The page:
By: Diane Stirling
(315) 443-8975

Measured by participation numbers and attendee reviews, the third annual Emerging Talk conference was an overwhelming success in and of itself, and a win for School of Information Studies (iSchool) students, too. iSchool entrepreneurship teams came away with a great deal of recognition, a good share of prize money, and some invaluable intellectual camaraderie.

Overall, the event awarded 37 student startup teams a total of $153,200 in seed funding to continue their startups. A total of 129 team applications were received for the RVD IDEA awards competition, and 68 startups finalized their entries. Attendance-wise, more than 300 students, faculty, entrepreneurs, community members and investors participated in the event. 

The fact that the conference has doubled in size each of its three years illustrates how the Syracuse University-hosted event “continues to grow and to make a significant statement with  student entrepreneurship,” said Bruce Kingma, Associate Provost for Entrepreneurship and Innovation at Syracuse University.

The conference helps put SU in the position of being “clearly the university at the center of student entrepreneurship in New York State. We’re the place all of the colleges connect with. That has brought SU to a point of leadership in New York State, but also leadership by national and international standards because of what we’re doing getting students started in their ventures,” Kingma added.

Those sentiments were echoed by the enthusiastic assessments of involved iSchool students.

Sam Morrison’s spur-of-the-moment decision to enter the 90-second pitch competition paid off in several ways. First, the goal helped the iSchool junior crystallize the project idea he’d been formulating for some time. With conversations with keynoter and entrepreneur Philip Kaplan for inspiration, Sam scratched together his presentation in the hallway while the competition was underway. Being near the end of the list gave him time to flesh out the concepts he’d been mulling for months. Then, in 90 seconds, he told of his “365 project,” an online outlet to let others track and share their “do one thing a day” pursuits.

Sam earned the prize for best pitch, but more so, the setting provided him his “aha moment.” To Sam, “the conference is amazing. It’s not every day that you get to speak with somebody like Phil Kaplan and get feedback on your idea. I met him on Spring Break in Silicon Valley, and he remembered me here. I don’t think that happens at any other school.”

Similarly, iSchool entrepreneurship student Isaac Budmen described the conference as “Just awesome. It brings in people from all over the state, and all of a sudden you have this really special event, all these minds of similar interest in one place. Everyone just wants to know everyone else. So many people are coming up, being supportive, and are really interested in helping students,” he said.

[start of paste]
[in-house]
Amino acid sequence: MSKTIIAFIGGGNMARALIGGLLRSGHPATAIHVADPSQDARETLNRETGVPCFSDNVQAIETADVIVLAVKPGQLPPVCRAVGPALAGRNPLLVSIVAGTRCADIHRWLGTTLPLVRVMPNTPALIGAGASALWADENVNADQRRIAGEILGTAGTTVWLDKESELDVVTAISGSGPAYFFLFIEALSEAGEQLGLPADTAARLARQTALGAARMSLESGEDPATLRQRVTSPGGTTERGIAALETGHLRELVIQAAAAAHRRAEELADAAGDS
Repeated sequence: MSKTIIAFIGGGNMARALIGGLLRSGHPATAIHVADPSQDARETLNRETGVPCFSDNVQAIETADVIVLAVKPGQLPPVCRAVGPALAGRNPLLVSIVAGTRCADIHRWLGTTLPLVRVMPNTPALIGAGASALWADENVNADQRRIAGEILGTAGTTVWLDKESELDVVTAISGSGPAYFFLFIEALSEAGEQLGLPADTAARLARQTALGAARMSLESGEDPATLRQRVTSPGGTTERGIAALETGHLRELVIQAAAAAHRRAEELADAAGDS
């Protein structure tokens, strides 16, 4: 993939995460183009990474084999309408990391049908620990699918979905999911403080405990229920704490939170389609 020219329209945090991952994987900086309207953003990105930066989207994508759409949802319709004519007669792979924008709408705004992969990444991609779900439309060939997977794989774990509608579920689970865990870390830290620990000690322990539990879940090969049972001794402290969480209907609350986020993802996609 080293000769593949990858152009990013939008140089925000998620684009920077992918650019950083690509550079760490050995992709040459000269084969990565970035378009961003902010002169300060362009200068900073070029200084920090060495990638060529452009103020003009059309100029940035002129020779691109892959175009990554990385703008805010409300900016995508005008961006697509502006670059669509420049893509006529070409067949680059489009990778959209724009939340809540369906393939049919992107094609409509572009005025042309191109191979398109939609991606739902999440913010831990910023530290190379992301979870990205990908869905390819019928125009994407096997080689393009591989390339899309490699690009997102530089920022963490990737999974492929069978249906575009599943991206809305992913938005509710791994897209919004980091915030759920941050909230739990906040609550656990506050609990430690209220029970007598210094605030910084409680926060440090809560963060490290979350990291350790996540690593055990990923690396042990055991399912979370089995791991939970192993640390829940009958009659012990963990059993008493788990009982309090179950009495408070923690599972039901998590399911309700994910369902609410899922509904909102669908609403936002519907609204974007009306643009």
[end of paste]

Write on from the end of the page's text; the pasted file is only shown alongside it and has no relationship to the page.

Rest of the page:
While his Little Tinker Co. win going towards prototyping materials to get his team’s venture to its next stage, Isaac says Emerging Talk also has another kind of value. “Without it, we wouldn’t have gotten the winnings, but we wouldn’t have been able to interact and engage with all these people, and that’s even as much as – or more valuable,” he observed.

Student teams from Syracuse University, Clarkson University, LeMoyne College, and SUNY-ESF teams entered the competitions. Winning entries included the following iSchool student-affiliated teams.

Raymond von Dran IDEA Awards: For-Profit/Private Enterprise category:

Chase My Racer (Jennifer Hawk, master’s student in Information Management, and Keisuke Inoue, Ph.D. candidate); $5,000; a mobile/web platform that supports race spectators by allowing them to follow their favorite athletes along the course and navigate through race day

Fiesta Frog (Kyle McShane, Information Management master’s student and Gerald Decelian, Information Management and Technology; along with SU Philosophy major Benjamin Joseph and SU Physics and Applied Mathematics major Dylan Hsu), $5,000; a website that automatically updates users about what is happening in their area and allows promoters to easily advertise events

Little Tinker (iSchool entrepreneurship courses student Isaac Budmen, who also is finishing his Policy Studies undergrad at SU; with Christopher Azar, SU Graphic Design and Public Policy major) $5,000; a company that builds physical products and brings the digital world in the real world

UpFront (Nick Mancini, Information Management and Technology); $10,000; a mobile app that changes the way people wait in line for a table at a busy restaurant.

RvD IDEA awards for Idea/Product/Service:

•  PsyQic (Keisuke Inoue, iSchool Ph.D. candidate and Bin Zhu, master’s student in Information Management), $2,000; a mobile/web service that allows people to exchange questions and predictions about the future on various topics

•  Uvalue (Joshua Anderson, master’s student, Information Management), $2,000; a social e-commerce marketplace that allows students to share items they no longer need with other students on campus.

Best Pitch, 90-Second Quick Pitch Competition:

•  Sam Morrison (Information Management), $500; “Backflip.”

A number of other iSchool students, staff, and faculty were involved in panel presentations, judging and other aspects of the conference.

Winning teams from Syracuse University are now required to meet with Entrepreneur-in-Residence John Liddy of the iSchool-hosted Student Sandbox to outline the deliverables, company calendar and business plan, after which they will receive the first half of their funds. They earn the remaining half of the Ray von Dran IDEA Award in six to 12 weeks, based on their work in implementing the plans.